Escaping…

Cole, Tom Clohosy. Wall. Somerville, Mass.: Templar Books, 2014.
In 1961, families found themselves suddenly separated by the Berlin Wall. East Berlin was under Communist rule and people were not permitted to cross the wall and join their relatives in the West.  In this evocatively illustrated picture book, a young boy is determined to find a way for his family to be reunited. Told from the first person point of view and based on true stories, Wall is recommended for readers 8 years old and up. (Artists interested in seeing how to depict night-time scenes may appreciate analyzing the illustrations which were created digitally but provide ideas for working with pastels.)

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Who will speak up?

Kreller, Susan. You Can’t See Elephants. New York: G.P. Putnam’s Sons, 2015.
Two children are beaten by their parents and no one does anything about it. No one in the neighbourhood says a word. Except 13-year-old Mascha. Sent to live with her grandparents for the summer, she befriends Julia and Max. And courageously tries to rescue them.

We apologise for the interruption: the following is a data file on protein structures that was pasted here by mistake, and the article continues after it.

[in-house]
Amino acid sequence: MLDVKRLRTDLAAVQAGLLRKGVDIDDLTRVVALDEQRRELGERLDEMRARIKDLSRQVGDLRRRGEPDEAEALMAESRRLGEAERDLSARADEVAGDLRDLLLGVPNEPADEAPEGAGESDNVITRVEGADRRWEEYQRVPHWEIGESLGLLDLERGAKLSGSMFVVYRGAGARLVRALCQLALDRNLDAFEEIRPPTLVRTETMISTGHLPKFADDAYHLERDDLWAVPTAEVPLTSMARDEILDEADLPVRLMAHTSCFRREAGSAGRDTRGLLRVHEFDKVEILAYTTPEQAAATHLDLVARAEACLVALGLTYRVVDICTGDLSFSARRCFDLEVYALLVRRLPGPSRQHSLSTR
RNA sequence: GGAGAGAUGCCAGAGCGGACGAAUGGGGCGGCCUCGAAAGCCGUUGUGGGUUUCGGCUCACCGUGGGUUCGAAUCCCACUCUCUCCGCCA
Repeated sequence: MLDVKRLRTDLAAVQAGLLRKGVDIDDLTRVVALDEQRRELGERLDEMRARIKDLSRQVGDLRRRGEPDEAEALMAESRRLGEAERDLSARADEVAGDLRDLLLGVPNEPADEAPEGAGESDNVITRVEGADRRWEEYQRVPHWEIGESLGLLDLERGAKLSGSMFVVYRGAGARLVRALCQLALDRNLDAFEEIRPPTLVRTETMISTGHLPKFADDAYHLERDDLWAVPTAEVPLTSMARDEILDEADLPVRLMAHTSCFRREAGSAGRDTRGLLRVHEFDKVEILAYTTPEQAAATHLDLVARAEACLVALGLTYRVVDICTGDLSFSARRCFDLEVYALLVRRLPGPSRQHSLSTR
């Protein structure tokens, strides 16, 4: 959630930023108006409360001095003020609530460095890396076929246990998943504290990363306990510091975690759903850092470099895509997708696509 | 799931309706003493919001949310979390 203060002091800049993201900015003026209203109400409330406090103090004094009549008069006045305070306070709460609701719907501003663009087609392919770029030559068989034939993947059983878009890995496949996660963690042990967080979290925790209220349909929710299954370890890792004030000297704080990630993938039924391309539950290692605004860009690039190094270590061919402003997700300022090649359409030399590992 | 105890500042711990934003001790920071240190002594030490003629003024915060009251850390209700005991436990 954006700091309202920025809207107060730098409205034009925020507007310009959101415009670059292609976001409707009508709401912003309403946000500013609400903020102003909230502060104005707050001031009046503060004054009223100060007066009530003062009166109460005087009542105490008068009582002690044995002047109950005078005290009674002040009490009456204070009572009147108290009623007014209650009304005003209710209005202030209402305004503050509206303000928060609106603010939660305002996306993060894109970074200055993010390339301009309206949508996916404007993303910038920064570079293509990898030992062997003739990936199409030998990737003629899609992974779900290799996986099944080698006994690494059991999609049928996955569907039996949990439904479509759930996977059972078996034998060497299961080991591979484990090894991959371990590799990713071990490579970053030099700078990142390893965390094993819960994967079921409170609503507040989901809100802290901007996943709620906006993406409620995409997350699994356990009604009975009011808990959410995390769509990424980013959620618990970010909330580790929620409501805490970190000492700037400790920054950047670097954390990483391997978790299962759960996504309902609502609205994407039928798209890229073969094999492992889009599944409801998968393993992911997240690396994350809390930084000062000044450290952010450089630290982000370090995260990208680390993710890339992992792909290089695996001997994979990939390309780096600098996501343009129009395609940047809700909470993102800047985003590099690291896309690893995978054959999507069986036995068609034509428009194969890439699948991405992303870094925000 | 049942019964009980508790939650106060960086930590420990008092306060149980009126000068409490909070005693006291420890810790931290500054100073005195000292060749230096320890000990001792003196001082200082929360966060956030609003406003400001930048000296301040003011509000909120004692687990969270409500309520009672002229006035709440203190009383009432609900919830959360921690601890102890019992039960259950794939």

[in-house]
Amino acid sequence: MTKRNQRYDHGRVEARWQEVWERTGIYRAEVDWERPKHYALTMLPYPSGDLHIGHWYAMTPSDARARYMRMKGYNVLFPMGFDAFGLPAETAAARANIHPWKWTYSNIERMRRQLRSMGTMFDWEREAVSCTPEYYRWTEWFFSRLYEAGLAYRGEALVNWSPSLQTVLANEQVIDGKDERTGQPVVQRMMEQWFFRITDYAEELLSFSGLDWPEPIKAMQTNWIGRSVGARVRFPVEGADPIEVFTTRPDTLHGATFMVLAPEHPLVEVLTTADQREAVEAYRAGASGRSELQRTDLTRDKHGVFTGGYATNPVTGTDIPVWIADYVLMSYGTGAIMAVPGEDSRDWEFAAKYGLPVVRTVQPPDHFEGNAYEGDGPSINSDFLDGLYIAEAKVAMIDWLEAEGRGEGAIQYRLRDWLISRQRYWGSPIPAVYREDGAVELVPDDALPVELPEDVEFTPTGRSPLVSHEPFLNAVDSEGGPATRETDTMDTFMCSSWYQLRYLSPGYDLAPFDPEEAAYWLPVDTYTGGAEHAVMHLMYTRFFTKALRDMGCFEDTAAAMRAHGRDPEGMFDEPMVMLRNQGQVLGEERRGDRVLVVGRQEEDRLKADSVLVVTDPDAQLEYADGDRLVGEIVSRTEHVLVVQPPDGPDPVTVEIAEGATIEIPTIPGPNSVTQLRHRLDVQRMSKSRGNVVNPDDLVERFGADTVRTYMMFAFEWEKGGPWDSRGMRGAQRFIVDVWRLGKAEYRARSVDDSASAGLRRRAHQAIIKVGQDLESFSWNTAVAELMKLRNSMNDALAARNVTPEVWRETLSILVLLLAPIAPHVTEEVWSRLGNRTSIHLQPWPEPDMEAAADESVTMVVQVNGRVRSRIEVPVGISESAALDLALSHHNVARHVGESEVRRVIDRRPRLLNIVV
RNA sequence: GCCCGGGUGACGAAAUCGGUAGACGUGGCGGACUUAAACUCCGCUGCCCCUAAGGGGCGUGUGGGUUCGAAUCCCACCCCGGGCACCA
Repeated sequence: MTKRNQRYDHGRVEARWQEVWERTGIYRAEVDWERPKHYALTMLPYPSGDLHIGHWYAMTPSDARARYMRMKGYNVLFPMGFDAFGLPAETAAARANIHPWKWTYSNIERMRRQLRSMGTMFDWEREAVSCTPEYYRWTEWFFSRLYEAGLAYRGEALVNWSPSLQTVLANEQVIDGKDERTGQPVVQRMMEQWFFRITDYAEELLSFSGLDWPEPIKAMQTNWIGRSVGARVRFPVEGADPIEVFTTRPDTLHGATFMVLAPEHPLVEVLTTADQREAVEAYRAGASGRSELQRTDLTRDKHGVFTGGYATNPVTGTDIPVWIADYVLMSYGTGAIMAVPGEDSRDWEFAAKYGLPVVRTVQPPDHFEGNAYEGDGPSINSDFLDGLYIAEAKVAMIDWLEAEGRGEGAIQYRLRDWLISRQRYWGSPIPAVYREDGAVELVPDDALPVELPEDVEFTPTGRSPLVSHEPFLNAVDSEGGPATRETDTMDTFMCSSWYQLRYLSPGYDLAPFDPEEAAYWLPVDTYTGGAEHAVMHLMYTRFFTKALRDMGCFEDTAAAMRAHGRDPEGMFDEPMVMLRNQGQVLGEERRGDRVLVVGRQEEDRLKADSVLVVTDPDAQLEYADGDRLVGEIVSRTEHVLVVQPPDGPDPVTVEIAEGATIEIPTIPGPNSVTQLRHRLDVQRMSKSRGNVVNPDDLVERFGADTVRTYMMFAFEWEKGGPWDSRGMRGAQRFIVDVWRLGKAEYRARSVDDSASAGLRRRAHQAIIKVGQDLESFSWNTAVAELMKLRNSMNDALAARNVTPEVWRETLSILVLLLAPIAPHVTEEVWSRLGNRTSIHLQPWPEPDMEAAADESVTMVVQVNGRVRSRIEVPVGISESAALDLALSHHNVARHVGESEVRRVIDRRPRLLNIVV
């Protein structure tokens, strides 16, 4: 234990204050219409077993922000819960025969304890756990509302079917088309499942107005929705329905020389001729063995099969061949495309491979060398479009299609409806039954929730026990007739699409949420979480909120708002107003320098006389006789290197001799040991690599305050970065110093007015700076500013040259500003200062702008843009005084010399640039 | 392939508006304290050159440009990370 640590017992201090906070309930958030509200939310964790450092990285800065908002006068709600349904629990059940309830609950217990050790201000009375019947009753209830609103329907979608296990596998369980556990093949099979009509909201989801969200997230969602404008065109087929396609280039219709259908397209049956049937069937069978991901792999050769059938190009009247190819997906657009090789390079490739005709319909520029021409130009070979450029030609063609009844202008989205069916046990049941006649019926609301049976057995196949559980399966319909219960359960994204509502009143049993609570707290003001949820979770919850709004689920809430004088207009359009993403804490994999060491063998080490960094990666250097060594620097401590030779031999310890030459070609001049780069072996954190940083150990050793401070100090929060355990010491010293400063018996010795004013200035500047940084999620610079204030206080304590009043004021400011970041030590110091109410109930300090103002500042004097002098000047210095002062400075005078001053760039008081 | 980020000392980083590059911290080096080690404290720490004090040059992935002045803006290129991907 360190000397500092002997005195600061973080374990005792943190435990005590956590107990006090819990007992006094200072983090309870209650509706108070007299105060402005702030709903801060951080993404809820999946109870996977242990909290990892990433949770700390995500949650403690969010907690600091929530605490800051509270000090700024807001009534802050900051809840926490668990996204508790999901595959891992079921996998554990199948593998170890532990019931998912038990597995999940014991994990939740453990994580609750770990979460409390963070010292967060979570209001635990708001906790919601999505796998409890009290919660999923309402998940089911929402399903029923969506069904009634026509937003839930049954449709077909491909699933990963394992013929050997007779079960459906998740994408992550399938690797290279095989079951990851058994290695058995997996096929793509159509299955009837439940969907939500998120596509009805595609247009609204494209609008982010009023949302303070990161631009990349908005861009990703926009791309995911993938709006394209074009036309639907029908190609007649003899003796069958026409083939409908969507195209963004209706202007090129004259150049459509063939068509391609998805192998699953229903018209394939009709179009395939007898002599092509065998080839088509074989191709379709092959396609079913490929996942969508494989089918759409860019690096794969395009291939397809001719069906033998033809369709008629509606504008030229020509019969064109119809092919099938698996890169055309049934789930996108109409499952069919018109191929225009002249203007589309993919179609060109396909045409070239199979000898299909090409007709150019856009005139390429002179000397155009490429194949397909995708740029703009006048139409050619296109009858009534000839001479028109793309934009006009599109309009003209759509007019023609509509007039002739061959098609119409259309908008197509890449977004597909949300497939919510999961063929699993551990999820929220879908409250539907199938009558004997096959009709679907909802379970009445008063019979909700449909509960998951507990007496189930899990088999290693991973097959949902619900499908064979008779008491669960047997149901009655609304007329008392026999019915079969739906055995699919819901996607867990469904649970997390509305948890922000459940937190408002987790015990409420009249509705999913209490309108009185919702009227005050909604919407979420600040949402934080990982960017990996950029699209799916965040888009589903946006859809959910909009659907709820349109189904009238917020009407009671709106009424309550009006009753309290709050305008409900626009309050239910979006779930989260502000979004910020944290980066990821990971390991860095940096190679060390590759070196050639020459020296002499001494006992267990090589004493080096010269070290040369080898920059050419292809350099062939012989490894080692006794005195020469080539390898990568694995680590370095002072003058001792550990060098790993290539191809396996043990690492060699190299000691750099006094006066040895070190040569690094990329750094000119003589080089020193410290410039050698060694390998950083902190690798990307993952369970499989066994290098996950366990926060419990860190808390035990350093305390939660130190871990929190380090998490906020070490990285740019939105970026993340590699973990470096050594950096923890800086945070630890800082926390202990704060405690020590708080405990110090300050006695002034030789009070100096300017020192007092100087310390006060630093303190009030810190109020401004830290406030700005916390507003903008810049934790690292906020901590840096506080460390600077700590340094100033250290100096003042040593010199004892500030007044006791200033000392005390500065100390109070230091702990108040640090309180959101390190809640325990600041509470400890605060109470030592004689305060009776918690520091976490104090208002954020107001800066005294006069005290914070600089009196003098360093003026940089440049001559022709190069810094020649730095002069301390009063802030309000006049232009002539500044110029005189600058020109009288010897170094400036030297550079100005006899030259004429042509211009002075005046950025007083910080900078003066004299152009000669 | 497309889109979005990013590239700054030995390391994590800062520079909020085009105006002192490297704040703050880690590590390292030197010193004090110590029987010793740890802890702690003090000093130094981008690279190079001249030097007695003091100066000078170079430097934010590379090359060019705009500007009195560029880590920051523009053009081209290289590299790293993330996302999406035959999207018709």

This insightful award-winning novel – translated from the German by Elizabeth Gaffney – will appeal to thoughtful readers 11 years old and up. [Brothers and sisters; Child abuse; Germany; Grandparents; Parent and child]

More stories of individuality HERE.

More stories of child abuse HERE.

Lesser, Rika. Hansel and Gretel. New York: Dutton Children’s Books, 1999, c1984.
This fairy tale is one the first oral stories collected by the Brothers Grimm in Kassel, Germany. While there are many other versions, this one is closer to the original story from the early 1800s.  Interestingly, there is no stepmother in this story; it is the mother herself who does not want her children. The emotive illustrations by Paul O. Zelinsky enhance the dark foreboding storyline as well as the joyous ending.  Highly recommended for ages 6 and up.

More fairy tales HERE.